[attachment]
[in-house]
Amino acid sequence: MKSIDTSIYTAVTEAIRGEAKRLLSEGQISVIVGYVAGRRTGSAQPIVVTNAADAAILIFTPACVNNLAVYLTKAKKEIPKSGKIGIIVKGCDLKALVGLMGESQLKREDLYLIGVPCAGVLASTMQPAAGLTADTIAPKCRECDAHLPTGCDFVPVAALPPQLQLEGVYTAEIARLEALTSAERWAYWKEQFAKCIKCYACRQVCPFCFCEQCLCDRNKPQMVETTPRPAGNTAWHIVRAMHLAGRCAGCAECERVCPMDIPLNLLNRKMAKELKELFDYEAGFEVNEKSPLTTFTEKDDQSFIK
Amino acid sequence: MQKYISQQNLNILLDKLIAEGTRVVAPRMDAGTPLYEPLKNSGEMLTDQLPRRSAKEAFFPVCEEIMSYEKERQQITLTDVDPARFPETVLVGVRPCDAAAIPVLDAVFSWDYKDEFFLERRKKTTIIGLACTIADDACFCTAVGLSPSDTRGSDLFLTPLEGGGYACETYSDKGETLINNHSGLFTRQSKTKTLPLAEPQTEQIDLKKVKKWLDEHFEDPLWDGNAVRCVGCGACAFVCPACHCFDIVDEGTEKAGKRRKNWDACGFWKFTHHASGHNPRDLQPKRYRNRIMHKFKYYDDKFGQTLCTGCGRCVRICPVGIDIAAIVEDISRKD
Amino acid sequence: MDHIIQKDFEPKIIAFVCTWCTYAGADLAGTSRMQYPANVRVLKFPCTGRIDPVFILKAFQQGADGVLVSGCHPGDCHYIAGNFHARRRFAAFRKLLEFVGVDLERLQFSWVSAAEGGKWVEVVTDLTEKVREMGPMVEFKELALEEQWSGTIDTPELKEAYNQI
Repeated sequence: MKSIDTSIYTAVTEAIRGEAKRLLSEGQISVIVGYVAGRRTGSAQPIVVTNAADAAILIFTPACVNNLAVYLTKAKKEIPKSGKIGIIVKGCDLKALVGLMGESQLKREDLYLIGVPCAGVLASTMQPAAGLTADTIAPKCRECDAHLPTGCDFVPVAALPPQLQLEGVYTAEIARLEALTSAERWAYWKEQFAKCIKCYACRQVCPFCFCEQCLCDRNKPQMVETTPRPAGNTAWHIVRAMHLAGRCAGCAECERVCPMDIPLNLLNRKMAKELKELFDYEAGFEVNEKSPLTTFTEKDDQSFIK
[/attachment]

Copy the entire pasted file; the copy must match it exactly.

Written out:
[in-house]
Amino acid sequence: MKSIDTSIYTAVTEAIRGEAKRLLSEGQISVIVGYVAGRRTGSAQPIVVTNAADAAILIFTPACVNNLAVYLTKAKKEIPKSGKIGIIVKGCDLKALVGLMGESQLKREDLYLIGVPCAGVLASTMQPAAGLTADTIAPKCRECDAHLPTGCDFVPVAALPPQLQLEGVYTAEIARLEALTSAERWAYWKEQFAKCIKCYACRQVCPFCFCEQCLCDRNKPQMVETTPRPAGNTAWHIVRAMHLAGRCAGCAECERVCPMDIPLNLLNRKMAKELKELFDYEAGFEVNEKSPLTTFTEKDDQSFIK
Amino acid sequence: MQKYISQQNLNILLDKLIAEGTRVVAPRMDAGTPLYEPLKNSGEMLTDQLPRRSAKEAFFPVCEEIMSYEKERQQITLTDVDPARFPETVLVGVRPCDAAAIPVLDAVFSWDYKDEFFLERRKKTTIIGLACTIADDACFCTAVGLSPSDTRGSDLFLTPLEGGGYACETYSDKGETLINNHSGLFTRQSKTKTLPLAEPQTEQIDLKKVKKWLDEHFEDPLWDGNAVRCVGCGACAFVCPACHCFDIVDEGTEKAGKRRKNWDACGFWKFTHHASGHNPRDLQPKRYRNRIMHKFKYYDDKFGQTLCTGCGRCVRICPVGIDIAAIVEDISRKD
Amino acid sequence: MDHIIQKDFEPKIIAFVCTWCTYAGADLAGTSRMQYPANVRVLKFPCTGRIDPVFILKAFQQGADGVLVSGCHPGDCHYIAGNFHARRRFAAFRKLLEFVGVDLERLQFSWVSAAEGGKWVEVVTDLTEKVREMGPMVEFKELALEEQWSGTIDTPELKEAYNQI
Repeated sequence: MKSIDTSIYTAVTEAIRGEAKRLLSEGQISVIVGYVAGRRTGSAQPIVVTNAADAAILIFTPACVNNLAVYLTKAKKEIPKSGKIGIIVKGCDLKALVGLMGESQLKREDLYLIGVPCAGVLASTMQPAAGLTADTIAPKCRECDAHLPTGCDFVPVAALPPQLQLEGVYTAEIARLEALTSAERWAYWKEQFAKCIKCYACRQVCPFCFCEQCLCDRNKPQMVETTPRPAGNTAWHIVRAMHLAGRCAGCAECERVCPMDIPLNLLNRKMAKELKELFDYEAGFEVNEKSPLTTFTEKDDQSFIK